I went into this discussion looking for specific things I can do in my tech-based work to encourage diversity but I didn’t find an easy answer. A member of our group expressed this well when she said that we all want quick and tidy solutions, but the work we do is difficult and diversity is a multi-dimensional area of inquiry. There are few easy targets that are also meaningful so it’s no surprise that this article isn’t a silver bullet solution. Our conclusion was that change toward real diversity will require long-term investment and constant questions of regular ways of doing things. Our current context won’t hold still, so a one-time solution will never work. A line on a strategic plan, however well-intentioned, won’t make this work. It has to become an everyday practice that infuses every decision we make and everything we do. We won’t always do it perfectly, but having this conversation felt like a solid step in the right direction.

 


This article gives the views of the author and not necessarily the views the Centre for Evidence Based Library and Information Practice or the University Library, University of Saskatchewan.

The “Why?” behind the research

by Andrea Miller-Nesbitt
Liaison Librarian, Schulich Library of Physical Sciences, Life Sciences and Engineering, McGill University

Lorie Kloda
Associate University Librarian, Planning & Community Relations, Concordia University

Megan Fitzgibbons
Innovation Librarian, Centre for Education Futures, University of Western Australia

When reading journal articles reporting original research, content usually follows the IMRAD format: introduction, methods, results, analysis, and discussion. Word count, author guidelines, and other conventions usually mean that the researchers’ motivation for conducting the study are often left out. In this post we present our motivations for conducting a research study on librarians’ participation in journal clubs:

Fitzgibbons, M., Kloda, L., & Miller-Nesbitt, A. (pre-print). Exploring the value of academic librarians’ participation in journal clubs. College & Research Libraries. http://crl.acrl.org/content/early/2016/08/22/crl16-965.abstract

Being an evidence-based practitioner can sometimes involve a bit of navel-gazing. Beyond using evidence in our professional work (e.g., for decision-making, evaluating initiatives, etc.), we may likewise ask questions about the outcomes of our own professional development choices.

After three years of facilitating the McGill Library Journal Club, we began to think about ways we could disseminate our experience and lessons learned, and most importantly, how we could determine librarians’ perceived outcomes of participating in a journal club. We felt anecdotally that participating in a journal club is worthwhile, but we wondered: Can we formally investigate the impacts of participation on librarians’ practice and knowledge? What evidence can we find to inform the decisions and approaches of librarians and administrators in supporting or managing a journal club? Is there a connection between journal clubs and evidence-based librarianship? We also wanted to learn more about approaches taken in a variety of journal clubs and how they define success for their group.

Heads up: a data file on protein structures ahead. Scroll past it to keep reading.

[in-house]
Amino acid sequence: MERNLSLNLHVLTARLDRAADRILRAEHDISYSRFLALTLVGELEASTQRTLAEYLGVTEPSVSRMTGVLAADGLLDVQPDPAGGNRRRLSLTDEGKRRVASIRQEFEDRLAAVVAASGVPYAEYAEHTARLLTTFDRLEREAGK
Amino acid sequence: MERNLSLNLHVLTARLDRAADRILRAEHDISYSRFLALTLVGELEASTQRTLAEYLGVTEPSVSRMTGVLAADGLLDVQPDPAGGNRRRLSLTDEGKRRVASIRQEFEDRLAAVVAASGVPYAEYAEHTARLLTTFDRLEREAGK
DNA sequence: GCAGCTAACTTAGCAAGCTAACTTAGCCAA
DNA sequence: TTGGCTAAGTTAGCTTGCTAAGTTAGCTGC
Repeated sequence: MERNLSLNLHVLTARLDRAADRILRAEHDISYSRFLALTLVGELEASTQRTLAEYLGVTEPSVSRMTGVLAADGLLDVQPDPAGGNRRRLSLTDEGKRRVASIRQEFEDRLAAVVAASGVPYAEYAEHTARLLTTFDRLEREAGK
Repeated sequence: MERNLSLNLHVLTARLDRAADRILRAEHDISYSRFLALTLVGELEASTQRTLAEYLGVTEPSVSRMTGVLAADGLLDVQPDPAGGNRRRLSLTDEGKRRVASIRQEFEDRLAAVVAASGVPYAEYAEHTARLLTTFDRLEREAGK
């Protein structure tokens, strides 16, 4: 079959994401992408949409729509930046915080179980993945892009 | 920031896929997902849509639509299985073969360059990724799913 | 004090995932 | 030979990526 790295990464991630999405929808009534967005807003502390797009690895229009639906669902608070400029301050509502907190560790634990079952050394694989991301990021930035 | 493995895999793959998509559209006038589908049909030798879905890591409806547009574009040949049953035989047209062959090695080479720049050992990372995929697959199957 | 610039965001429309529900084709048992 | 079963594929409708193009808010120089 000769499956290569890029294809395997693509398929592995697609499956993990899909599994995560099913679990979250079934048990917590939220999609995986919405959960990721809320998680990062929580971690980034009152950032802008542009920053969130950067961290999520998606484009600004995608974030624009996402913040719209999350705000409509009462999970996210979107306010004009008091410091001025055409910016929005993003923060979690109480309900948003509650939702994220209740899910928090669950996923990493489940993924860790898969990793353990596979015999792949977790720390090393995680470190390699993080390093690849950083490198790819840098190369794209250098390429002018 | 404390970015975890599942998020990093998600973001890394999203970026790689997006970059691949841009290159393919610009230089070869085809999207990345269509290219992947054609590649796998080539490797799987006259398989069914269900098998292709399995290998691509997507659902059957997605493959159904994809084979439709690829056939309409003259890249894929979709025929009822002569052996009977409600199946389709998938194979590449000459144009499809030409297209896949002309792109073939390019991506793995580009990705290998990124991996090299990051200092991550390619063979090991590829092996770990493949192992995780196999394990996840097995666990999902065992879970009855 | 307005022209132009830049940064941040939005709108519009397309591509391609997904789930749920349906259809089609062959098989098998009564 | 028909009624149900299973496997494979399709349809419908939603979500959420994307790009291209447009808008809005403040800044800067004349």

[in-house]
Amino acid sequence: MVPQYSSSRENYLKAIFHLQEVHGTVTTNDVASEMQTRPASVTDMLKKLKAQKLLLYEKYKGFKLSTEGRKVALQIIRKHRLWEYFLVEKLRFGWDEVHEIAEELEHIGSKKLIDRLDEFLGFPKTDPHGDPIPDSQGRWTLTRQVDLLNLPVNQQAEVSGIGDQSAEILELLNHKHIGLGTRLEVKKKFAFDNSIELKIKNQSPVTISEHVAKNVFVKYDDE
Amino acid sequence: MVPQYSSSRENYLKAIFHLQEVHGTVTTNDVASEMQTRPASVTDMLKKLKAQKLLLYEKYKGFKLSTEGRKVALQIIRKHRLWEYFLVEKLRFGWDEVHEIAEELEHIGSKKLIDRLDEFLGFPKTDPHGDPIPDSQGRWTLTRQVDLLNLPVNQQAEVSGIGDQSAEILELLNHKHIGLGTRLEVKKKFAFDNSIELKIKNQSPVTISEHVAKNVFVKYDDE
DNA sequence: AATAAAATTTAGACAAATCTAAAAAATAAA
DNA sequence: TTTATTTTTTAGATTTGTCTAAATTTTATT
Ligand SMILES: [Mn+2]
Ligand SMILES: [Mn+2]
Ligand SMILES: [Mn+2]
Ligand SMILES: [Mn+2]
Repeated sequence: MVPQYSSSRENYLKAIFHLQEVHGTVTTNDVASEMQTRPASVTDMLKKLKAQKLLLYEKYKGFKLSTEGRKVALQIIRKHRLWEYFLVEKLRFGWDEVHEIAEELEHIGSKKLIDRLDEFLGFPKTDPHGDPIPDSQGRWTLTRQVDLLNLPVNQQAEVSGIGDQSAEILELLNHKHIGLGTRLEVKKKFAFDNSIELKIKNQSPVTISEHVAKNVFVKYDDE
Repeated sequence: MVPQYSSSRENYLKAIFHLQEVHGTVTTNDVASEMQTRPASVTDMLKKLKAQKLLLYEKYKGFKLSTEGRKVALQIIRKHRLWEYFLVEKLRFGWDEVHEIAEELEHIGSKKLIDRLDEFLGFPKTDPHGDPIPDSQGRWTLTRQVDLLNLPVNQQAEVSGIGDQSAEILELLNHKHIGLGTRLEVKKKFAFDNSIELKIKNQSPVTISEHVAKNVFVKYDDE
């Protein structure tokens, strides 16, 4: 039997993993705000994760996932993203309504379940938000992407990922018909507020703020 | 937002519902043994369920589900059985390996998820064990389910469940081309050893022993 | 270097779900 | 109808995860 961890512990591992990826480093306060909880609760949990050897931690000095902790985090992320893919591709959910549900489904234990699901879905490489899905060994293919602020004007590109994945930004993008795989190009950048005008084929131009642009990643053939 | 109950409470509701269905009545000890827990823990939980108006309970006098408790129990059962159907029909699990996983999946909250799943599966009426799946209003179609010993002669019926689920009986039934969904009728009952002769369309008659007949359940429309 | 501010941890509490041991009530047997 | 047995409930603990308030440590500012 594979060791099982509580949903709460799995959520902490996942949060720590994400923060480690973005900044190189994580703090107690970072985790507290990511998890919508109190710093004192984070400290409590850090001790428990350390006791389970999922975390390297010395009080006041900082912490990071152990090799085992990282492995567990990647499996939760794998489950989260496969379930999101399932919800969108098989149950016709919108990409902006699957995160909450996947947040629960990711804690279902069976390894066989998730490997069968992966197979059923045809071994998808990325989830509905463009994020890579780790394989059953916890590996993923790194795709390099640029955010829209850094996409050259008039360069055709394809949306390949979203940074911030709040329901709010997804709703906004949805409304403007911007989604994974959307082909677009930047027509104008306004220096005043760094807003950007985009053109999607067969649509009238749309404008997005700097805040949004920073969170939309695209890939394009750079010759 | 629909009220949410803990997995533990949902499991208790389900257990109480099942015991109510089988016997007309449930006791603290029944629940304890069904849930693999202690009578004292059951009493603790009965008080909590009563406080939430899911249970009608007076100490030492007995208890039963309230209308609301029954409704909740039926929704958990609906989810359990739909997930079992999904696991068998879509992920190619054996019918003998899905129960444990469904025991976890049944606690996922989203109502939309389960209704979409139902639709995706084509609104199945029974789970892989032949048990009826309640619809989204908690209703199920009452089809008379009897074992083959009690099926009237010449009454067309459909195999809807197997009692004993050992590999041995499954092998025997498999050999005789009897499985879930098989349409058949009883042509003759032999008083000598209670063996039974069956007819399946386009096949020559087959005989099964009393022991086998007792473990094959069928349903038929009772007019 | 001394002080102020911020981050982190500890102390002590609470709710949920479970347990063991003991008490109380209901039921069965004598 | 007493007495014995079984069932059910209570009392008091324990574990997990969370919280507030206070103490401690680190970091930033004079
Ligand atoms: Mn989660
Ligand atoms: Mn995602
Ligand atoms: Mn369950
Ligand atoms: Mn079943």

The McGill Library Journal Club was initially established in order to help foster evidence-based practice by reflecting on the library and information studies literature and using those reflections to inform practice. The journal club also provides a professional development opportunity for all those interested. Although the McGill Library Journal Club has experienced many of the same challenges as other journal clubs, it is still going strong after 6 years thanks to a core group of motivated facilitators. (For more information about the journal club’s activities, see the McGill Library Journal Club wiki.)

In order to answer these questions, we first had to agree on a definition of a journal club. After some reading and deliberation, we framed participation in a journal club as an informal learning activity: learning that occurs outside classrooms or training sessions, but still involves some coordination and structure. In this context, our research question was: “What do librarians perceive as the value of participating in a journal club?” We focused on academic librarians who participate in journal clubs to manage the scope of the study, but a similar approach could be taken in other library and information organizations as well.

Because we were interested in gaining insight into individuals’ experiences, we considered several methods, and ultimately selected an in-depth qualitative method, the hermeneutic dialectic process (Guba & Lincoln, 1989). This is a method that we have seen used in the social sciences for the purpose of evaluation and reconciling diverse perspectives. At the time we were coming up with our research question, one of the authors (Lorie) was an assessment librarian, and interested in qualitative methods. She brought Guba and Lincoln’s writing to the team for discussion. It seemed both appropriate for answering our research question and also flexible to enable us to be able to really capture study participants’ experiences – not just what we expected to hear. We believe that this is the first use of this method in LIS research, so an additional motivation for the study was to apply the approach in the field.